When real estate is appreciating, not much concern to the value of the property is taken into consideration. In these markets, buyers usually buy using more emotions, and wants, and they are not really concerned about the value of the property. Now that the markets are soft, and prices are declining in some areas, a real estate appraisal may help you from making a big financial mistake. A big misconception is that a home appraisal for a lending client, is for the benefit of the home buyer. This is simply untrue. The lender orders the appraisal for their sole benefit, not the buyer. The lender wants to know what the home is worth, so they can know how much to lend on, and determine the appropriate LTV.

What are Some of the Items that Add Value?

A Charlotte real estate appraiser will look at the entire structure, and property improvements to see if any contributory value is noted. For example, in some new subdivisions, there will be a 3,000 square foot home for $400,000, and another 3,000 square foot home for $300,000, and some home buyers and real estate agents do not understand why this can be. Real estate agents and buyers both like using the cost per square foot theory to compare and determine if the property that they are considering buying is within "ball park" range. The first home was sold for $133.00 a square foot, and the second home sold for $100.00 a square foot. By this example, one can easily see why one should not use the square foot method for determining property values. It is certainly OK to use this method as a starting point, and nothing more.

So why the huge difference in values for homes with the same square footage?

Homes in Charlotte vary in design, appeal, and quality of construction. These are the main culprits that make homes differ in price. In new construction subdivisions, prices will vary mainly do the cost to construction of the home, and the amount of upgrades of the home. The cost of construction includes the pitch of the roof; the amount of corners and out sets of the home; brick veneer front, part or whole; exterior detail, and trim work; height of ceilings, number of rooms, and bathrooms. Next, is the amount of interior upgrades. A home buyer must be careful when choosing interior upgrades. Interior upgrades can add value to your home or detract value from the home. It is also important to realize the price point of other homes in the neighborhood, and determine if the upgrades will support and make sense at the price point of the property that you are considering buying.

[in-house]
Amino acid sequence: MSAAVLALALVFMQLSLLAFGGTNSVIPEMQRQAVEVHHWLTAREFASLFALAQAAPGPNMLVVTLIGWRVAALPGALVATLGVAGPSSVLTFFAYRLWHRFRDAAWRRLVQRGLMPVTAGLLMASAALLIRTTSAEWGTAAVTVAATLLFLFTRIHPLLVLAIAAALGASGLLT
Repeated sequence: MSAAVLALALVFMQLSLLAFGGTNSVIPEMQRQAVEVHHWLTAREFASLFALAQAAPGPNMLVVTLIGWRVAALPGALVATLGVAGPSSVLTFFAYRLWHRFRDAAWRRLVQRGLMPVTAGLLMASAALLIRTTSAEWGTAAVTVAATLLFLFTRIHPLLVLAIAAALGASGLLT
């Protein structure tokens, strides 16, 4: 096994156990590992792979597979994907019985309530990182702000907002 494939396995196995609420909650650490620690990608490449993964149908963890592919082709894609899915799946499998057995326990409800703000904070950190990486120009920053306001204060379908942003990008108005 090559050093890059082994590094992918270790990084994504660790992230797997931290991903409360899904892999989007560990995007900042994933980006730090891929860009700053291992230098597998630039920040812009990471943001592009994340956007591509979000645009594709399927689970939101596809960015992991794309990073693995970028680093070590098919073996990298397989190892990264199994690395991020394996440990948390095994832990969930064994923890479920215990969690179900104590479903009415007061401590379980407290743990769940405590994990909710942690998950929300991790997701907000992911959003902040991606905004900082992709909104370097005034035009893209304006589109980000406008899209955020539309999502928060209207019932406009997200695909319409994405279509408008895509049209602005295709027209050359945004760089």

For example, if the median price range for the neighborhood is $200,000, it would probably not be benificail to add travertine tile in the kitchen, and all baths, and exotic imported Italian marble to the counter tops. Although it may be benifiacil to upgrade granite counters in the kitchen, and to add hardwood floors to the lower living area. The homeowner should take into consideration the price point of the neighborhood, consider the desirability of the area, and lastly make good upgrade selections

1. A appraiser Charlotte NC will consider the intended user and use.
2. A real estate appraiser Charlotte NC will discuss the scope of work with the potential clients.
3. Appraisers Charlotte NC will make a condition rating of the property that is being appraised.
4. An appraiser Charlotte NC will choose comparable sales that are substitute properties for the home being appraised.
5. Appraisers Charlotte North Carolina will take into consideration the quality of construction, condition, location, and size of both the property that is being appraised, and the selected sales.

Saturday, November 28, 2009

Charlotte NC Housing Market

The Charlotte market has greatly improved within the past couple of months. Housing inventory has decreased, and sales have risen. Also, the continuation of the Home Buyers Tax Credit should further to stabilize the market. Experienced Charlotte appraisers should be studying the supply/demand of homes in the market area. Also, Charlotte NC appraisers should be looking at the amount of REO properties on the market. Normally, these types of sales should not be used as comparable properties. These types of sales are stigmatized by the market and the "condition of sale" has been affected. Real estate appraisers in Charlotte, NC, should only use REO sales if these types of sales are driving the market, and there is no distinct price difference between normal market sales and REO sales.